I can still see the check in my mind’s eye. It was plain and it had a green background. It was filled out neatly in pen and was wrapped inside a letter requesting ad space. As the business guy at a failing college newspaper, money was practically an obsession. The check wasn’t for enough money to make us rich, but when every penny was being pinched, it was still money.
The ad talked in generic terms about educating the public about misperceptions regarding historical events and sharing proper information on their viewpoints. The ad included a Web address, a rarity in those early days of the Internet. To figure out exactly what these folks were talking about we logged on and found ourselves appalled. The site was from people like James von Brunn, the man accused of killing a guard at the Holocaust Museum this week. Among its other claims, the site stated the Holocaust was the work of a Jewish conspiracy that had never happened. It was strange in that it wasn’t a violent, angry site, but something like you’d see onthose stupid Yaz commercials, where the folks there just want to “clear up a few things.”
The editor, who had final approval on all ads, and I talked a lot about this. She wasn’t feeling all that keen on the ad, but didn’t want to see the paper fold. She also made the case that if we value our own freedom of speech, we shouldn’t be shutting out others just because we don’t like the message. I argued it was hate speech and that while I didn’t want to see the paper close, what the hell was the point of keeping it open if we’d be running stuff like this. I couldn’t tell which way she was going to lean, so I told her something that I knew to be a lie: Let’s hang on to the check and if we really get desperate, we’ll cash it. I pinned the check to the bulletin board above my desk and we both went back to work. Two years later when I left, the check was still there. Despite some horribly desperate situations, I never once thought about cashing it.
I thought about that check in the wake of von Brunn’s attack. His screeds against blacks, Jews and pretty much anyone who wasn’t him had me recalling the line from “The Paper” about how when you get older, people think differently of you, but you’re the same asshole you always were. At 88, von Brunn gave us no reason to believe he had mellowed with age.His hatred was palpable and his anger manifested itself in the basest of ways.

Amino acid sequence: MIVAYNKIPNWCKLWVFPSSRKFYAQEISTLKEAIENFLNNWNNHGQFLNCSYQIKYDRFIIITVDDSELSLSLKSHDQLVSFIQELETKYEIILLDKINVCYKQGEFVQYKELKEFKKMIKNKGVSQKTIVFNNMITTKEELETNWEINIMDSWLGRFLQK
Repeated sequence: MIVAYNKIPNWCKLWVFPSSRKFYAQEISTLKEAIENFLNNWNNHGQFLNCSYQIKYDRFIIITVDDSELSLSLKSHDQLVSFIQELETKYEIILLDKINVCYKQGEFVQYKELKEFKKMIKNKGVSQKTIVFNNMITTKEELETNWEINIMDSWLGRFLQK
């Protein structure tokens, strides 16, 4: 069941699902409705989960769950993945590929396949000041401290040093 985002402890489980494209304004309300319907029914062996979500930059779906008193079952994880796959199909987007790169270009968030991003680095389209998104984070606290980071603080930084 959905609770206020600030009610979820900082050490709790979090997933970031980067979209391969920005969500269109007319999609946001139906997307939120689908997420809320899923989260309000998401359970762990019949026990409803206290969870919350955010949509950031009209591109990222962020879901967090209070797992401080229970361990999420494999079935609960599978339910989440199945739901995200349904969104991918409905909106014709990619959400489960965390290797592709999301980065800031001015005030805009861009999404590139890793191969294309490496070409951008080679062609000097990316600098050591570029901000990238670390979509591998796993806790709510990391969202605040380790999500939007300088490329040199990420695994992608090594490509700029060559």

As is now the case with the instantaneous nature of information, the Internet lit up with various theories as to what made this guy tick, with most of them centering on the “SEE! SEE! WE TOLD YOU! DHS CONSERVATIVE LONE WOLF THEORY!” end of the spectrum. The thing most of these writers tend to ignore thatthis idiot has been doing his shtick for decades, including his infamous attack on the Federal Reserve Board in 1981. Had the economy been booming, a white guy in the White House and his world made of lollipops and unicorns, he still would have been nuts enough to do this. Of course, conservatives immediately found their way to the keyboardsand drove home this point, along with some nice name-calling of their own.
To focus the blame on a political philosophy is easy and cheap. It distracts from the fact that a man went to work, opened a door for a senior citizen and was killed for his trouble. To rail against this “lone wolf” creates a false sense of comfort for many of us. Web sites, trade shows and rallies show he’s not alone and while it’s easy to be verbally outraged, I found myself seeking introspection.
I thought about the time in eighth grade when we had a guest speaker who had survived the Holocaust. We were a raucous, obnoxious group of pre-teen twerps, but you could hear a snowflake hit the ground the whole time he was talking. I don’t think anyone even sneezed. The stories of how he watched other men kill themselves or how he watched the families of the camp guards dig through the possessions of the dead held us with a sense of horrified tension.
I thought about meeting a woman who donated much of her life savings to put a memorial dedicated to all the people (not just Jews) who had lost their lives in the Holocaust into a local park. She talked about survivor’s guilt, having escaped Germany a week before escape was no longer possible for Jews. She told me about marrying a man who survived the camps and how he never got over it. She showed me by crossing her arms and placing her hands on her shoulders how he slept every night for the rest of his life. That’s the way they slept in the camp, she said, noting he never moved at night.
I thought about my mother who boarded one of the first flights opened to the public after 9/11 to attend an event at the Holocaust Museum. She had been planning the trip for months and she was not about to be deterred. When I called her and told her to just eat the money because who the hell knew if this whole planes and buildings thing was over, she said no way. The trip was more important than anything else. She needed to go.
Mostly, though, I thought about that check. I could have run the ad and hidden under the blanket of free speech or easily cashed the check and not run the ad. I could have blamed the editor, who had final say, or pawned off the responsibility on our board of directors. But I knew all of those decisions were wrong and that I had to make sure that check stayed on that bulletin board.
Once you cast your lot with the James von Brunns of the world, no matter how small your action, you are no better than they are.